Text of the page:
I love a cheap niche bargain, where I can enjoy the smell of a contemporary perfume without the familiar feeling that it wasn’t worth the money. Just to use at my leisure without thinking too hard. Perk up my collection a bit (these days, precious vintage perfume sources are very much on the decline here in Japan compared to when I first came here…….mere unicorns). Occasionally, certain ‘recycle shops’ in Yokohama or Tokyo do have some unwanted goods from upmarket department stores though, and I get a real kick when I can get one at a fifth (or sometimes even less) of the retail price.
I also like it when a citrus perfume has one of those bottles you can unscrew, with just the spray dangling into the liquid and you can add more essential oils if you feel like it: while Tokyo Bloom, a green floral musk I wrote about recently is fine as it is and will be used as such, Limon De Cordoza, though quite nice – what I call a ‘depressed citrus’ in the manner of Eau De Rochas – (lemon and white neroli with a patchouli and vetiver undertone with a peculiar ‘freesia’ note I found initially a little off-putting) – I also found it a little bit thin: Ungiving. I needed more zest. And I needed more vetiver: so added great amounts of lemon, bergamot, yuzu, grapefruit, and a hefty proportion of my favourite vetiver essential oil , and voila – a scent I have been wearing the last couple of weekends: sharp, fresh at the beginning and and slightly perplexing, even enigmatic by the end. Good, psychologically, to ward off invisible viruses. A posey of lemons.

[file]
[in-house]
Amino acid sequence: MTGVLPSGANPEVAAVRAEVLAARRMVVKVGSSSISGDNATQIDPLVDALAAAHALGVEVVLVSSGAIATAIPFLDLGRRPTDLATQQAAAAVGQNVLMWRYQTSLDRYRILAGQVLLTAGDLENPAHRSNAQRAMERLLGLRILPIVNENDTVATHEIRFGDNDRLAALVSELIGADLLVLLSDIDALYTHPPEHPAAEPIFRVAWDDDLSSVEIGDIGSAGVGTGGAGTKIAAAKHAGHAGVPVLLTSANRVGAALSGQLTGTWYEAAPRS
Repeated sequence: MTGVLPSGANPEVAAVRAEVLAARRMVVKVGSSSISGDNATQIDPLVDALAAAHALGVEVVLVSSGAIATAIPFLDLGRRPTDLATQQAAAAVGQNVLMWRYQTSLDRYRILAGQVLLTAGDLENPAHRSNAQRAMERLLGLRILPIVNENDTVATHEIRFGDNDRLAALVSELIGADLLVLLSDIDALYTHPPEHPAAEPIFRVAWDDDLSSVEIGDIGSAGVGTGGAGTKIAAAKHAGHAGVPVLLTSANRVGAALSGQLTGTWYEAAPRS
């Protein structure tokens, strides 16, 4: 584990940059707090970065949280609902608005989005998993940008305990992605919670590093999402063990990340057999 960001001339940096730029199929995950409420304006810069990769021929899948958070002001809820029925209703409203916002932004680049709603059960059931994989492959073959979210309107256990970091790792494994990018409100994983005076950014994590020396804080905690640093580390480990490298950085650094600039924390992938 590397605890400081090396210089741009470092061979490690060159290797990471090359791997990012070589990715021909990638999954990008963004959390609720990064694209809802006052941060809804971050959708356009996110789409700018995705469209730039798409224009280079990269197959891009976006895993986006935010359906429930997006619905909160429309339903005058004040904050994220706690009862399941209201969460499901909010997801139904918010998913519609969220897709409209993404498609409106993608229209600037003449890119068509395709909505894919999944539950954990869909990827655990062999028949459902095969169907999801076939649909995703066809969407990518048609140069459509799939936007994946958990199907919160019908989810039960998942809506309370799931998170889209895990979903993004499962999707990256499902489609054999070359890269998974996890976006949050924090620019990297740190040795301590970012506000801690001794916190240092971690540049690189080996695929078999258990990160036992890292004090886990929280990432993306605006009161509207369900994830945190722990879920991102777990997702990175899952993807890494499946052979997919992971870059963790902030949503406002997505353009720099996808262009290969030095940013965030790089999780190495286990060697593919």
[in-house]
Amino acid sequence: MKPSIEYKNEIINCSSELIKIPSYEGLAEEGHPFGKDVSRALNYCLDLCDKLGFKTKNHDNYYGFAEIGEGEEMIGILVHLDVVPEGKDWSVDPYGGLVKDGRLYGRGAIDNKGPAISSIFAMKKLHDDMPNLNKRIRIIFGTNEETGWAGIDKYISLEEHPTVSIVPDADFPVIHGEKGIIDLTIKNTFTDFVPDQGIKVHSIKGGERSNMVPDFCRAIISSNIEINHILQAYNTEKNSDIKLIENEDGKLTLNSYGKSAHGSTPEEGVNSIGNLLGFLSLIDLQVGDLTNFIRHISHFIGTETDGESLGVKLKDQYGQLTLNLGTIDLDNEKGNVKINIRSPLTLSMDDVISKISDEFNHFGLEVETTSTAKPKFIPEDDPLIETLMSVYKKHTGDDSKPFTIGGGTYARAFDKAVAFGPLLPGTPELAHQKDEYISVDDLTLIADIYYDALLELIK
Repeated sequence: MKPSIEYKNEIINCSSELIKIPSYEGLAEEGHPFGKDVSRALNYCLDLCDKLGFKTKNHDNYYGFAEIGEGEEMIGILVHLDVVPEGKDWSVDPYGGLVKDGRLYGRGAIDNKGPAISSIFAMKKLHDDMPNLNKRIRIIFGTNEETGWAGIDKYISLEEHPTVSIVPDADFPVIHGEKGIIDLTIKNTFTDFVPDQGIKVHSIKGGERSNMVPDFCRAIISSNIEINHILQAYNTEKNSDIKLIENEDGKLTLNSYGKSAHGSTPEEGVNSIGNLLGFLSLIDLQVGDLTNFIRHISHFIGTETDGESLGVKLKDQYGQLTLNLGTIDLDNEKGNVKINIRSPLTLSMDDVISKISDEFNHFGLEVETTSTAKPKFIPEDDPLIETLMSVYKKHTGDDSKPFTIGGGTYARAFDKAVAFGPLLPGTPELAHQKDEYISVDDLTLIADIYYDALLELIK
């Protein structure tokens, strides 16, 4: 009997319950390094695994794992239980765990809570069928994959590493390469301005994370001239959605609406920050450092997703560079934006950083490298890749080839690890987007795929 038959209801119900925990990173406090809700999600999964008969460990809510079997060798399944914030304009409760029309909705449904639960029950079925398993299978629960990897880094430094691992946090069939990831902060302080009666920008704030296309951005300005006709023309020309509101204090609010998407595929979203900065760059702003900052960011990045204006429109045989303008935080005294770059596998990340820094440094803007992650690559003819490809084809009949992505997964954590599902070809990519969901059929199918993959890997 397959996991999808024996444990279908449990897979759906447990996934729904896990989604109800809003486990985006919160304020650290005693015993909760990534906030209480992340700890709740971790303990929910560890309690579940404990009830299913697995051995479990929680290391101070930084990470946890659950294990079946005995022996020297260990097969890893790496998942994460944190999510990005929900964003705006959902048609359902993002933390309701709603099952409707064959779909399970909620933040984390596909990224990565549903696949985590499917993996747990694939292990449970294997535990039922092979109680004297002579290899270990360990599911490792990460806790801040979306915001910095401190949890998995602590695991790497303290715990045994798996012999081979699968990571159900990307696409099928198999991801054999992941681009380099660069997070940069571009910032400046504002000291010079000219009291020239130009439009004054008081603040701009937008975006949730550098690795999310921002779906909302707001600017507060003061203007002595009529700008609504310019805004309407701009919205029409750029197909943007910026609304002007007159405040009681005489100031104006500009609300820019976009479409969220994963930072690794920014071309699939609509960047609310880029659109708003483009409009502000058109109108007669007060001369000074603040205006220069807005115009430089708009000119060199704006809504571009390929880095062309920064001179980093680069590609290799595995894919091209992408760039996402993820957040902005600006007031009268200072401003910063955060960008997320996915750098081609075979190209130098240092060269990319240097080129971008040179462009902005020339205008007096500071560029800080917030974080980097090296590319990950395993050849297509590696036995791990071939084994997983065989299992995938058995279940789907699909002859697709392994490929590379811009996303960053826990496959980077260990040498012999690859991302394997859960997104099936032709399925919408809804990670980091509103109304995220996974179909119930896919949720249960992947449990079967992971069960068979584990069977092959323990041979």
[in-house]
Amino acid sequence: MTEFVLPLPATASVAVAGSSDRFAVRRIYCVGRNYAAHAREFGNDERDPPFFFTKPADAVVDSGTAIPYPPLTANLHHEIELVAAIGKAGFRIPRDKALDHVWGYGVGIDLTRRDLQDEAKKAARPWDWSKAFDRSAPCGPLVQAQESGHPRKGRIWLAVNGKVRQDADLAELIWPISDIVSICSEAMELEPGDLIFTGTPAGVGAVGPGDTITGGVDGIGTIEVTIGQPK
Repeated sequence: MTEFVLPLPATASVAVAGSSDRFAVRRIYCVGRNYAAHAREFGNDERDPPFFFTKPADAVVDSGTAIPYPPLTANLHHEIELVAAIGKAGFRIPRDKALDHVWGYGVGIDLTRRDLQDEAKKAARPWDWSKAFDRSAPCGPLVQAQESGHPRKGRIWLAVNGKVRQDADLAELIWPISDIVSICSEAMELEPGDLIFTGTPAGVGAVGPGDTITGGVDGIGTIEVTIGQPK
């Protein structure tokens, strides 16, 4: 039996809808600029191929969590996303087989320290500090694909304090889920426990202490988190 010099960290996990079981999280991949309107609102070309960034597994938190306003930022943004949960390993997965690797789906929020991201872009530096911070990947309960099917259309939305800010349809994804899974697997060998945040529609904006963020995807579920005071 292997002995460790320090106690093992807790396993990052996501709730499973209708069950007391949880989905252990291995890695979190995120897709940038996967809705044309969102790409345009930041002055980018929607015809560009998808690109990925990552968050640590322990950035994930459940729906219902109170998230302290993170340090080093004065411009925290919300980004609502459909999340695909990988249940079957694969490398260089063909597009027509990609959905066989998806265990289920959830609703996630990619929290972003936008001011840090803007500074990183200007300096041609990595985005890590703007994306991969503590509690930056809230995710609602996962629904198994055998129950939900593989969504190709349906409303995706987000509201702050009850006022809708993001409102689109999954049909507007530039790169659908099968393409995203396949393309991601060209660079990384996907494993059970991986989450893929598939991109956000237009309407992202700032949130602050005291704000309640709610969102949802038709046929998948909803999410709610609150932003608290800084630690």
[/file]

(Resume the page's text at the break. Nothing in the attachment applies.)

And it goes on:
On the subject of the weird times that we find ourselves in and ‘radical remixing’, I must say I had a very bad end to the week (which probably comes through in the rather sluggish and uninspiring tone of this post, sorry).
While Prime Minister Abe, in a desperate attempt to boost his ratings and stave off a coronavirus epidemic big enough to cancel the Tokyo Olympics, took the ultra-decisive step of closing all educational institutions across the country for at least two weeks and up to a month in an effort to contain the situation, and my own company wisely did the same – all lessons cancelled across the board – it was decided, in one school, that only I would have to teach lessons on Friday. In the entire company. That’s right. Of the thousands of students that were required to self-quarantine at home, it was bizarrely decided by the boss of one school that my lessons were somehow ‘too important to miss’, and that there should be a special ‘one off’ class, where the students would be spaced two metres apart – wearing masks – so they wouldn’t have to miss their ‘vital’ English conversation class.